Reply to this comment
  9. Jon July 20, 10:42

    Yes Peter I am involved with a club that is trading at a profit, and I am totally focused on my club and business. From the information I have seen I am definitely not misrepresenting any facts.

    In response to your facts:

    1: Very few clubs have paid any corporation tax to allow them to claim any VAT back. HMRC are well aware of this.

    2: If open comps do not create revenue then why do some clubs hold up to 5 a month? Judging by what some clubs declare on their annual accounts I wonder why they bother doing anything. Accounts are freely available to all on companycheck. One club declares taking over £800k in visitors fees, but didn’t pay any tax on it as they lost money taking those visitors. That, which ever way you look at it, is tax evasion.

    3: There are many clubs claiming CASC, many of them neighbouring me. I know for a fact this is simply to reduce their rates bills. I know this to be true because I have been told face to face by their committee members that was the only reason to do so.

    This matter is well and truly in the public eye at the moment so we’ll see what the courts and HMRC decide. What I don’t really understand though is, if proprietary clubs get a VAT reduction why are ‘private’ clubs so fussed about it? Unless of course they are very worried about it or maybe its just incase the taxman comes knocking.

    Reply to this comment
  10. Peter July 20, 07:51

    One assumes that Jon has a stake in a club traded for profit. Perhaps if he focuses on his own business rather than misrepresenting the facts about others he might prospers better.
    Fact 1. If a recovery of VAT is made as a result of the Bridport case, there will be a substantial clawback of associated input VAT from those clubs that make a successful claim.
    Fact 2 tax is payable on profits not income. Most clubs holding Open competitions do not make a significant if any surplus on them.
    Fact 3. Any club participating in the CASC scheme must amend its constitution to reflect the fact that any surplus of assets on winding up of the club will be paid to a registered charity or sports club. I am sure that if AGCO members eschew dividends and place their shareholdings in trusts with similar terms that they could choose to convert to a Community Amateur Sports Club.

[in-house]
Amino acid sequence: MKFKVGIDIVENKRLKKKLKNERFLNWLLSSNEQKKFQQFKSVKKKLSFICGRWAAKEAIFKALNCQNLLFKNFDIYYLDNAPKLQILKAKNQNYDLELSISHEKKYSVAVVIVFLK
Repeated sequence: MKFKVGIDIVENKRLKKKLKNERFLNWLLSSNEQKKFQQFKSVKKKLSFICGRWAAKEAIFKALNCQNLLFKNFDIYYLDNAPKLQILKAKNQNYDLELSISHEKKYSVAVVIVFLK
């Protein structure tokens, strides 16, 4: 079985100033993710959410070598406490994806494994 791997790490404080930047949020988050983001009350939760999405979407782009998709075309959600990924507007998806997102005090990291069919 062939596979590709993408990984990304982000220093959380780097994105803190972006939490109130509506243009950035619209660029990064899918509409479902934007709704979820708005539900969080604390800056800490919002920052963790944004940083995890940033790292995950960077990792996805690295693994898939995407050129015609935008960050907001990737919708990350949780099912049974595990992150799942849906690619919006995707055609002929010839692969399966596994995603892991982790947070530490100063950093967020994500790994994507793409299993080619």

Reply to this comment
  11. Jon July 20, 06:04

    Judging from your previous posts Geoff I would hazard a guess that you where in some way connected with a ‘private’ members club? You do seem to be very much against any change to the system. Is there any reason for this?

    Reply to this comment
  12. Jon July 20, 05:55

    And I suppose you two both think its OK for private clubs to take as many visitors as possible and to make them ‘temporary members’ for the day thus avoid paying any tax on income?

    And there’s nothing wrong with 380 golf clubs claiming CASC(
    after all they must deserve an 80% reduction on their business rates.

    And of course all clubs should be entitled to hold a a few open comps every month and the proceeds of which should not be taxable.

    And all clubs do deserve a share of the estimated £300 million they are trying to claim back through the Bridport and West Dorset case. Despite most not having paid any corporation tax or VAT in the first place.

    The only people who think this system is fair are connected in some way to a private members golf club. Everyone else thinks its unfair and wrong.

    Geoff, you claim that, Irrecoverable VAT is added to the members subs? So that would surely mean any monies taken would surely be knocked off the members subs? Sort of like a dividend? Which is exactly the argument with HMRC.

    Reply to this comment
  13. Geoff Duffell July 19, 20:07

    Well said Peter. AGCO pays for these expensive barristers to argue half the case. Or are they really ignorant that private clubs have an overhead called irrecoverable vat, you can rest assured that HM Rev &Customs know about it.
    For those that are ignorant of it.. Add up total input vat on operating costs and then realise only approx30% can be recovered. The rest has to be added to members subs.

    Reply to this comment
  14. Peter July 19, 15:25

    Dont forget that these clubs will be getting a full recovery on their input VAt. Private members clubs suffer significant irrecoverable VAT as a result of their partial exemption. To headline the argument as being a 20% difference is fallacious. But hey, never let the truth get in the way of a good story!